“You want to take your elevator?” she asked, I shrugged.
“It’s faster,” I answered. She nodded slowly, her eyes wide then followed me into the waiting elevator. I pressed the ground floor button. She peered around the elevator, looking at the buttons, in the mirror. She gasp when it started moving down.
“Caleb it’s moving!” she cried.
“I should hope so,” I murmured. She spun towards me, her eyes shining brightly. When the doors slid open she jumped back against the glass. Then like a wild animal, she crept out onto the ground floor. She grinned at me.
“It’s so fast,” she breathed.
“I guess,” I shrugged.
We walked down the crowded streets in silence. People bustled around us, laughing, talking about their holidays. We stayed silent. We walked down to the beach.
“Where are you from?” she asked finally when we arrived on the beach. The sun shone warmly making her hair shine. I couldn’t move my eyes off of her, I couldn’t even look at the ocean. The noise from the tourists playing in the sand with their dogs seemed to disappear.
“Uh here,” I breathed. She smiled, just slightly.
“I mean,” she pointed at my face. “Your origins, I have never seen anyone like you before."
"Oh!" I arched my brows in surprise. “Japan."
She dug her feet into the sand, shoes and all. "That's in Asia isn't it?"
"Yes, it is."
"I would like to go so far away," she said. Her gaze was fixed on the lapping water. She pursed her lips and gave me a small smile. "I'm not very welcome here."
"I'm happy to have you here," I answered quickly. She gave me the smallest smile, I swore I saw a hint of a blush on her fair cheeks.
"That's because you don't know me yet," she whispered.
I was quiet, watching her, the soft arching on her throat, the pink tinge to her cheeks, the pale translucency of her skin. She was definitely kept locked up inside somewhere.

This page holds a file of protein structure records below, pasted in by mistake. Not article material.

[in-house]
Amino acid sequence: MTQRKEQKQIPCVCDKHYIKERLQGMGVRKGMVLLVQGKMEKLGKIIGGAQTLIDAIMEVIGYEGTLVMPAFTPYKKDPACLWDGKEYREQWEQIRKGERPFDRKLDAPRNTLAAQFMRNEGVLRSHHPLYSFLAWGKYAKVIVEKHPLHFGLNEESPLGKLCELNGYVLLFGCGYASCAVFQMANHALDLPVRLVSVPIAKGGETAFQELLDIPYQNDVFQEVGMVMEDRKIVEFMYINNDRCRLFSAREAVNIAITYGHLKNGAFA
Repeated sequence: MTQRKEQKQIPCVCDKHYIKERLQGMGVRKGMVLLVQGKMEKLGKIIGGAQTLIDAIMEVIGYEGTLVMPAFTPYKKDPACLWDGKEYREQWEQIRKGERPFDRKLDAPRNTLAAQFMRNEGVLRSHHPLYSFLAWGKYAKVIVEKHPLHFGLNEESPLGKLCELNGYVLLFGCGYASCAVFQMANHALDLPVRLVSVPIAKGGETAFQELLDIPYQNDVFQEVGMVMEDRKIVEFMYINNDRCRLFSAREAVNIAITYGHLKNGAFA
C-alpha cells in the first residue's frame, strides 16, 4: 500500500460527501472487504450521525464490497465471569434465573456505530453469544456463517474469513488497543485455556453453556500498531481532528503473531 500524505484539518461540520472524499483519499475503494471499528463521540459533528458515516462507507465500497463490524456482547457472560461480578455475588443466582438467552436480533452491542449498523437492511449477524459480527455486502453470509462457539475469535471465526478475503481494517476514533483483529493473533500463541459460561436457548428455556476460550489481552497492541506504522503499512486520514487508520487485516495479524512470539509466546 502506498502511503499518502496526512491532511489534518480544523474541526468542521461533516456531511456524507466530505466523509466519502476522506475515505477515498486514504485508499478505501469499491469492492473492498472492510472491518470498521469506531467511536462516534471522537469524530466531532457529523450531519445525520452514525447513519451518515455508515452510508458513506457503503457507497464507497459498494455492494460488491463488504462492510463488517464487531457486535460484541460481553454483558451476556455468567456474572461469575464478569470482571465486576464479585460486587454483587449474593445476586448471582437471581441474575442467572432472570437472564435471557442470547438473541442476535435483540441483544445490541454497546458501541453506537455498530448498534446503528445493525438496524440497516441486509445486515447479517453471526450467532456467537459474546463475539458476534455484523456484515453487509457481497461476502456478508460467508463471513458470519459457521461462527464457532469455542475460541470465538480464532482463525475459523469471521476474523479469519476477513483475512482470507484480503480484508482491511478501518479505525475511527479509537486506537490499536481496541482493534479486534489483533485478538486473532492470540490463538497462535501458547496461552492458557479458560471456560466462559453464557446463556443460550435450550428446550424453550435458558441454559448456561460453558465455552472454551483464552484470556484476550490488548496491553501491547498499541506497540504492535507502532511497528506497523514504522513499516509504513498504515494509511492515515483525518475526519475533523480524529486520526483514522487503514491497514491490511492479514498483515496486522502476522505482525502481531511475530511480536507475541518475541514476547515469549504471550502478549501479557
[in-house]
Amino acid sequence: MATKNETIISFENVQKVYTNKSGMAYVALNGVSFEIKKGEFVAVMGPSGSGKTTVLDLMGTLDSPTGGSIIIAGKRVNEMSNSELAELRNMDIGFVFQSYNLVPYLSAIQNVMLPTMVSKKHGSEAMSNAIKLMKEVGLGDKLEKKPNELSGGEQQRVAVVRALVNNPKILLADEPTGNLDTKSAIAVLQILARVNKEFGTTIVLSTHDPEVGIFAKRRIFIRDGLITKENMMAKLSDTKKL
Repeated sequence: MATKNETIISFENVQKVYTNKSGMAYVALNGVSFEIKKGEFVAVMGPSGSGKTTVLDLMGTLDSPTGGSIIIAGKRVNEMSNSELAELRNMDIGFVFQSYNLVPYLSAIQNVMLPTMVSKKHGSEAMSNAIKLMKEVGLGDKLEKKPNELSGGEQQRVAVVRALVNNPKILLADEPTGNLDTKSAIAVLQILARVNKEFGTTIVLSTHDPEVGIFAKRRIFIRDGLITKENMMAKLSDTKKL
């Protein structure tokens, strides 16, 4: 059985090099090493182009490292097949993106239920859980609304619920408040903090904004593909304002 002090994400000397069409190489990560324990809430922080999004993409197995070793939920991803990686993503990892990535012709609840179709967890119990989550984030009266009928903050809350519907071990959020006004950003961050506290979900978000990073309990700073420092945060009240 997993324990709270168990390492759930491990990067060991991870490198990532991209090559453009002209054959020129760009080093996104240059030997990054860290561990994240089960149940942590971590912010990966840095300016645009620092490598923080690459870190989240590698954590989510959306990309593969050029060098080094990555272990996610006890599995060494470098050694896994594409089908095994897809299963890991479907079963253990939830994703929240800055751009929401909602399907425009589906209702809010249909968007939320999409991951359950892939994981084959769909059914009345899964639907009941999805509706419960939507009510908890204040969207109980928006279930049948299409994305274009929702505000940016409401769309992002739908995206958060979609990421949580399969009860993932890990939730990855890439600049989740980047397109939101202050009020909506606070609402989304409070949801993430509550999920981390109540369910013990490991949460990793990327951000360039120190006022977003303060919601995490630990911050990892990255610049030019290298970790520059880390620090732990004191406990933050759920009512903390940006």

“Where are you from Eris?" I asked. She glanced at me.
“My great-great-grandmother was from Florida. Near Miami. That’s all I know.”
“Miami. The other side of the country. Is that where you ran from?”
She pursed her lips, shaking her head quickly.
"You ask too many questions, Caleb," she breathed.
"Sorry," I gave her a small smile and to my utter delight, she smiled back.
"Your sisters, and you, do you get in fights a lot?"
"Caleb, that's another question," she giggled. The sound was like music to my ears, I had never seen her giggle before.
"Ah damn," I snapped my thigh. "I can't help myself. I wanted to know everything about you," I grinned at her.
Her smile wavered a little, but mostly she blushed, hard. I loved the effect her smile had on me. I loved the effect I seemed to have on her blush.
"We fight a lot," she admitted. "We're not used to spending so much time together," she scoffed, then shrugged one shoulder. "And we don't have the same opinions. We're triplets, but we're very different. I'm different."
I watched as she sat down and lay in the sand. I sat next to her watching the sunlight on her face.
I reached my hand out and grasped hers. Her skin was warm, soft. She looked up at me with wide eyes but she didn't pull away. She stared at our interlocked fingers.
“You know, you don’t have to be afraid anymore. Eris, if you ever need me, I’m here. I’ll protect you,” I told her. She held my gaze for a few long seconds then bowed her head.
“No one has ever wanted to protect me before,” she whispered. I watched her fingers lacing with mine. She moved a little closer.
“You can trust me,” I replied. She nodded.